Caxton Legal Centre supports prohibition on paper billing fees

Image of a paper invoice

The Commonwealth Treasury is currently conducting a consultation about the issue of fees for paper bills and options to reduce consumer detriment.

In our submission, Caxton Legal Centre strongly supports a prohibition on paper billing fees as we consider that the issue has particular ramifications for Caxton’s clients.

Read Caxton Legal Centre’s full submission to the Commonwealth Treasury’s Regulatory Impact Statement Consultation Regarding Paper Billing.

Caxton is concerned about the impact on the following groups of people in particular:

1. People on limited or no incomes living in insecure housing

Disadvantaged clients do not seem to be clients for whom a switch to digital communication by the various billing companies offers a real solution in terms of provision of information, including bills.  While such clients may, at times, have difficulty ensuring they receive paper bills, digital communications are not necessarily better.  If clients miss out on receiving a paper bill and need to request a new copy, forcing them to pay fees for such bills simply adds to their difficulties.

In our view, forcing our clients to receive electronic bills and/or forcing them to pay for paper bills simply exacerbates the social exclusion already experienced by these clients when they are dealing with service providers and other businesses.

2. People on limited incomes with dysfunctional coping and organisational skills

When clients have had limited education, have cognitive impairment of some sort or mental health problems, and limited social support, the question of them being able to manage their personal affairs effectively can prove very difficult.

Clients with these types of problems unfortunately often end up being victims of suspect consumer transactions, while others experience financial difficulties or other problems involving banks, insurers, utility providers and government departments/bodies such as SPER. Clients with these types of problems often seek assistance via support services and other organisations such as Caxton.

As our clients often struggle to articulate their difficulties in a coherent and chronological fashion, we find that having access to our clients’ hard copy documents is vital if we are to be able to help them.

For older clients, even if they are able to access information on a smart phone, their vision issues can make it very difficult for them to read documents on a smart phone, and large-print, hard-copy documents are much easier to follow.

We are concerned that the move to digital billing practices will make it more difficult for our vulnerable clients to understand their affairs and/or seek guidance about legal difficulties relating to their affairs.  Moreover, if clients have to pay to receive paper records, this might simply be the one extra level of complexity that stops/delays a client from seeking legal advice or assistance.  We have found that early intervention attempting to resolve client problems is always preferable and improves outcomes.  Negotiated outcomes, where clients have the assistance of an advocate of some sort (e.g. a community worker, a social worker or a lawyer), are almost always preferable to litigation.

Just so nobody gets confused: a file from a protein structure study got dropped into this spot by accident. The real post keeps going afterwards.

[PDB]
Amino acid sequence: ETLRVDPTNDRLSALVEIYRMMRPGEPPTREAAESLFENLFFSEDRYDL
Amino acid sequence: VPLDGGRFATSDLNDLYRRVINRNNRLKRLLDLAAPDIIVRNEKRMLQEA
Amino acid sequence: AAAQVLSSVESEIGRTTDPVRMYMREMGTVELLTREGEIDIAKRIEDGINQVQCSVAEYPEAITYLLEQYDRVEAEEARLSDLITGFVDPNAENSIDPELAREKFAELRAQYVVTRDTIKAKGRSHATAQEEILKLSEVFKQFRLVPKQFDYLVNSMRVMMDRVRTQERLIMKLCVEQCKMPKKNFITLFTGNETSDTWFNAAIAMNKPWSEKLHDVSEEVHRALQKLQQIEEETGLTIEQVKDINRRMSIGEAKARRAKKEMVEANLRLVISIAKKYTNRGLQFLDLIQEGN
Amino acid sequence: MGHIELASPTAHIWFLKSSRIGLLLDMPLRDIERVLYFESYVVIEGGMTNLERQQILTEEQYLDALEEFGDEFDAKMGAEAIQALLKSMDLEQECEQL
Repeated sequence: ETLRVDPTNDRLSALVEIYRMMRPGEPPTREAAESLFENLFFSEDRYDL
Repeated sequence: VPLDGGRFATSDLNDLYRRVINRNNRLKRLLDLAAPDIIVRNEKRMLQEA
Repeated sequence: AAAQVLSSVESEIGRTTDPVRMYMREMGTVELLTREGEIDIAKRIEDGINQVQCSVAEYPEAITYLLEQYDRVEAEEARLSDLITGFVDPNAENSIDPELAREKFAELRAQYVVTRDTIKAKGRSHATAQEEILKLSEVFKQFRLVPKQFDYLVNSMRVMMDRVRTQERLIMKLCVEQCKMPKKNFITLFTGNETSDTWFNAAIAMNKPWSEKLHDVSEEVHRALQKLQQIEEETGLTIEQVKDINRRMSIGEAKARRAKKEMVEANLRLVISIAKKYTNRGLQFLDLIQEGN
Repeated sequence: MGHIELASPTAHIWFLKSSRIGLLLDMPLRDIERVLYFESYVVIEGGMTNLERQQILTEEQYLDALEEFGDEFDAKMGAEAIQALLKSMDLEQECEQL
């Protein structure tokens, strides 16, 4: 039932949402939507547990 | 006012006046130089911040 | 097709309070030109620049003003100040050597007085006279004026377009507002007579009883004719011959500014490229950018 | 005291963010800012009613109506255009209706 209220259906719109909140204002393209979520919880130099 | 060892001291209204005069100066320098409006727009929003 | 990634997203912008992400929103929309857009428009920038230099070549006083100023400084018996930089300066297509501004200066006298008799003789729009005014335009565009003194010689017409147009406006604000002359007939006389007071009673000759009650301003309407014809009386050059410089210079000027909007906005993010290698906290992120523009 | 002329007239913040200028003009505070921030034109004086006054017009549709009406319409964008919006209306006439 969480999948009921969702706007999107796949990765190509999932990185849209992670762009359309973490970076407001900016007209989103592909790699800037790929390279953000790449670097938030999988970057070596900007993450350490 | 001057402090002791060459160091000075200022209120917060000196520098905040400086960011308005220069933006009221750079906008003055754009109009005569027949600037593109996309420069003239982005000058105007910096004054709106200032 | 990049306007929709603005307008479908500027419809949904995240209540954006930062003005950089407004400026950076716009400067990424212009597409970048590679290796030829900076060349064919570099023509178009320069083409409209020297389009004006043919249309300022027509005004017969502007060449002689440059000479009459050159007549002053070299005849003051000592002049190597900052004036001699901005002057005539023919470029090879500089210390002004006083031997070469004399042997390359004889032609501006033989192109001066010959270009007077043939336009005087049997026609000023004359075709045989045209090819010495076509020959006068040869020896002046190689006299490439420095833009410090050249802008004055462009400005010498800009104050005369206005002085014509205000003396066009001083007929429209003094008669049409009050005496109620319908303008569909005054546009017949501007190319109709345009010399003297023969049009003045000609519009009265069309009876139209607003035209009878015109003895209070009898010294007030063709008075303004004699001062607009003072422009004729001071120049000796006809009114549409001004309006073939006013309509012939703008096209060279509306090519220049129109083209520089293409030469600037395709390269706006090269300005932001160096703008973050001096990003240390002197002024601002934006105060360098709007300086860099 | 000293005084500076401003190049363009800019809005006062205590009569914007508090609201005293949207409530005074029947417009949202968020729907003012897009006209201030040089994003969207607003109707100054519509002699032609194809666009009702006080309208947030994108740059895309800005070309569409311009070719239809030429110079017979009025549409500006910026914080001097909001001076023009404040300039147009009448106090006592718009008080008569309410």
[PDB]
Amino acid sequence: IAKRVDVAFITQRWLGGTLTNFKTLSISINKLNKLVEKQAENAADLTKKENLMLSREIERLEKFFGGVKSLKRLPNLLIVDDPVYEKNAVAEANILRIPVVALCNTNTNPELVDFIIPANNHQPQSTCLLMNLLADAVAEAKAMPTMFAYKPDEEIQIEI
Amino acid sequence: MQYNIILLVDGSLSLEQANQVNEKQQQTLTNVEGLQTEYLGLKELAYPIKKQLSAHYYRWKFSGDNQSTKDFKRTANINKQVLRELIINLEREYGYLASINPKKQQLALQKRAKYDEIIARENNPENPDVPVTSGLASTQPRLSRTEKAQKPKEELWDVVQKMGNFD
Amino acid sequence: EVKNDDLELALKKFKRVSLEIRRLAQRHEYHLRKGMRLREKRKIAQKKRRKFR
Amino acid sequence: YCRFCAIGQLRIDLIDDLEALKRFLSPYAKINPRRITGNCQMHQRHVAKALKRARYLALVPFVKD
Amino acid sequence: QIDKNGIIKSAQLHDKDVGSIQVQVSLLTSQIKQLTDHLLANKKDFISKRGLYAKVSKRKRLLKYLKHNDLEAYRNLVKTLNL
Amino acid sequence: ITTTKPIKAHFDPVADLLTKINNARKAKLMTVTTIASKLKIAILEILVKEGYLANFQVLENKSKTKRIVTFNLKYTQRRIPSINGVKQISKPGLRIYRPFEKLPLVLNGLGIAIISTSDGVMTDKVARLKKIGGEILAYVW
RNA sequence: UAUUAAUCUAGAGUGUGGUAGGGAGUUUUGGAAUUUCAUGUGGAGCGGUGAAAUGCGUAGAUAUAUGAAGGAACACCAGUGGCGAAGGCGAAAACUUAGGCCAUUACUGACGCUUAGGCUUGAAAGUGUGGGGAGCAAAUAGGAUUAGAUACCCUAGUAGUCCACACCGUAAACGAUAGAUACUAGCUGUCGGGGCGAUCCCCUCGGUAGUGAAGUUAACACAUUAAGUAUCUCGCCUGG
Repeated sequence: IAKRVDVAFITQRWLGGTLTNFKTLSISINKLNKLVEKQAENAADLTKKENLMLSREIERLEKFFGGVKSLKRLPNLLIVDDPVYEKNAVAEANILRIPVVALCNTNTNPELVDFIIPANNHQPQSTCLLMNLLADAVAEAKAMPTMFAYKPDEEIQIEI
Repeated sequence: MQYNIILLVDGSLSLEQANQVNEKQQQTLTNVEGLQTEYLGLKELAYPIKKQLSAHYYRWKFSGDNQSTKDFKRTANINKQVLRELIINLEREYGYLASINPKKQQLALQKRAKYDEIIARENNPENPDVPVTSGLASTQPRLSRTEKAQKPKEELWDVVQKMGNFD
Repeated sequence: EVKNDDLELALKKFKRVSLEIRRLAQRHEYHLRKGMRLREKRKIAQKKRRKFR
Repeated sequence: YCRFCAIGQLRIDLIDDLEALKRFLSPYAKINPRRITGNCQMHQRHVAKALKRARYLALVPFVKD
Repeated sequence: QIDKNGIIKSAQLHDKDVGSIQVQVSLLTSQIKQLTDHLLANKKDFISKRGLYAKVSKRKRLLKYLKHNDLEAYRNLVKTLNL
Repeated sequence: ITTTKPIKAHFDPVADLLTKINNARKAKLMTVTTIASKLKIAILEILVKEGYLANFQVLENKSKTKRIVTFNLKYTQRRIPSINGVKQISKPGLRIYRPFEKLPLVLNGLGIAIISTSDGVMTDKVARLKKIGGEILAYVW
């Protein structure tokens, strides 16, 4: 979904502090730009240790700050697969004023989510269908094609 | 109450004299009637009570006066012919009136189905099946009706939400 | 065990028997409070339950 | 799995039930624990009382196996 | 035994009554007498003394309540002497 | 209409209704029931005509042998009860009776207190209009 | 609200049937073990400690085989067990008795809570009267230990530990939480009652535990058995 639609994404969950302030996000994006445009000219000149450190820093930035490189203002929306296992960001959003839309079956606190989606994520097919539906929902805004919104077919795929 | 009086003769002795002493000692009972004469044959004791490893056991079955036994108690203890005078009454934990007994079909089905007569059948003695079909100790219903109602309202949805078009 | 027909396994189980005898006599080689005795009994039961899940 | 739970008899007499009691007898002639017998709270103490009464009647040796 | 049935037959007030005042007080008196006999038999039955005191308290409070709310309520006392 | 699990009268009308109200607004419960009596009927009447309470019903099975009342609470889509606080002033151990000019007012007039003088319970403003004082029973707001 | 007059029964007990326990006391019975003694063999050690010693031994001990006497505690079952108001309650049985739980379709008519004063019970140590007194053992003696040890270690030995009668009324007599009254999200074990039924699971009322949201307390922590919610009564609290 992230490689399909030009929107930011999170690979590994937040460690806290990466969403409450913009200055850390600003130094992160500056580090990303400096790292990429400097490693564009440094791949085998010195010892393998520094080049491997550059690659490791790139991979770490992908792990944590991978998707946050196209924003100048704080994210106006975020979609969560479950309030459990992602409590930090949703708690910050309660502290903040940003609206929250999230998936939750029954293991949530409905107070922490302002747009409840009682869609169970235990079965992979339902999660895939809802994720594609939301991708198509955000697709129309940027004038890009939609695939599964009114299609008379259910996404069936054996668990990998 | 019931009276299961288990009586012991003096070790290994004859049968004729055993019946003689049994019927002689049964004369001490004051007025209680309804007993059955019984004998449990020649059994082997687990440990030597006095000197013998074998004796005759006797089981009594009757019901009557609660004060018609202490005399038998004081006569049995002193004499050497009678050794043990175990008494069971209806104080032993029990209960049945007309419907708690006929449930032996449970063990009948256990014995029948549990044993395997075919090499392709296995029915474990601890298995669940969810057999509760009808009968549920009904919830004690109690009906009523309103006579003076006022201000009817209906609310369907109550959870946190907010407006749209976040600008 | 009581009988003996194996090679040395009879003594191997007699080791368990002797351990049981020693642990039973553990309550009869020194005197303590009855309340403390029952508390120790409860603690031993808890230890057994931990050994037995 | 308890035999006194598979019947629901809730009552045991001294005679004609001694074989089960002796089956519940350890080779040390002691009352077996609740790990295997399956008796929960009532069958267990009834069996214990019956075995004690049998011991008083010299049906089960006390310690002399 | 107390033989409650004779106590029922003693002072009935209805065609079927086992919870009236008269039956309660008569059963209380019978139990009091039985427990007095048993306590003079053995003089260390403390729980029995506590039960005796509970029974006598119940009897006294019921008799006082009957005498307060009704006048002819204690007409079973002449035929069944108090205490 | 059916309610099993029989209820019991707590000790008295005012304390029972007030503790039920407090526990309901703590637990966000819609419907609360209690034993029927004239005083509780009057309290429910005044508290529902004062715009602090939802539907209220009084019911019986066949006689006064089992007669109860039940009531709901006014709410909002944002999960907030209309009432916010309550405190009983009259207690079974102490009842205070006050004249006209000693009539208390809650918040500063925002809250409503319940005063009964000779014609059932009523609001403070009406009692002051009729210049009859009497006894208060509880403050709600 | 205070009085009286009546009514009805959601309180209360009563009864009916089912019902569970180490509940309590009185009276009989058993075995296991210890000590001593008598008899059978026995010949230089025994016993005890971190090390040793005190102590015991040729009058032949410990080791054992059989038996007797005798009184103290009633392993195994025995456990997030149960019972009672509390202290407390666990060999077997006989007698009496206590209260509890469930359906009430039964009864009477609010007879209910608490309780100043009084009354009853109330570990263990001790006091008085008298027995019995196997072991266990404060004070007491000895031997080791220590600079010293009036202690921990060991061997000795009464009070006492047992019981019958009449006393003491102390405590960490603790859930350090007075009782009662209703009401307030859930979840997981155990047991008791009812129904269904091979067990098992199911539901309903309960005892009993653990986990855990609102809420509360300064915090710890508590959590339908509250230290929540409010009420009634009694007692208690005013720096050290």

3. Clients of limited means with literacy and language problems

A reasonable proportion of our clients are clients from Culturally and Linguistically Diverse (CALD) backgrounds.  We therefore regularly use the Telephone Interpreting Service (TIS) to help interview and advise our clients.  As many clients who have English as a second language are unable to explain their issues to us clearly, we normally also need to carefully peruse all their documents in order to ascertain the facts of their cases.  Being able to readily access paper documents (to then provide to an advisor or advocate) usually makes it much easier for CALD clients to obtain assistance.  Trying to peruse any sort of complex document on a small smart phone interface is not ideal for such clients.  We consider that our vulnerable CALD clients should be able to obtain paper bills at no cost.

4. Older clients with limited or no ability to use technology

Older clients have a much lower use of the internet.  Anecdotally, we understand from our older clients that many have found that learning to use new technologies is beyond their capabilities.  Accordingly, many older clients rely on their younger relatives to assist them with anything involving new technologies, such as dealing with emails or making online payments or purchases.  We expect that there will be increasing situations where, as local banks close and customers have difficulties accessing face-to-face banking facilities, they will rely even more heavily on relatives to assist them to do on-line banking, trusting that their relatives will be carrying out their wishes properly.  When a client receives a paper copy banking statement, they are able to easily see if there are any unexpected transactions occurring on their bank accounts.

We consider that our older clients need to be able to readily access paper copies regarding their bills and accounts.

We have grave concerns that the current push by the commercial sector to make customers engage with businesses digitally and to receive bills digitally will provide many new opportunities for perpetrators of elder abuse to exploit vulnerable adults.

Caxton Legal Centre is committed to serving and protecting clients to the greatest extent reasonably possible and we believe that the outcome of this review should be determined by sound public policy.

Given the arguments raised in our discussions about our client’s experiences and the possibility for increased elder abuse as a shift away from paper billing, we support a prohibition on paper billing fees.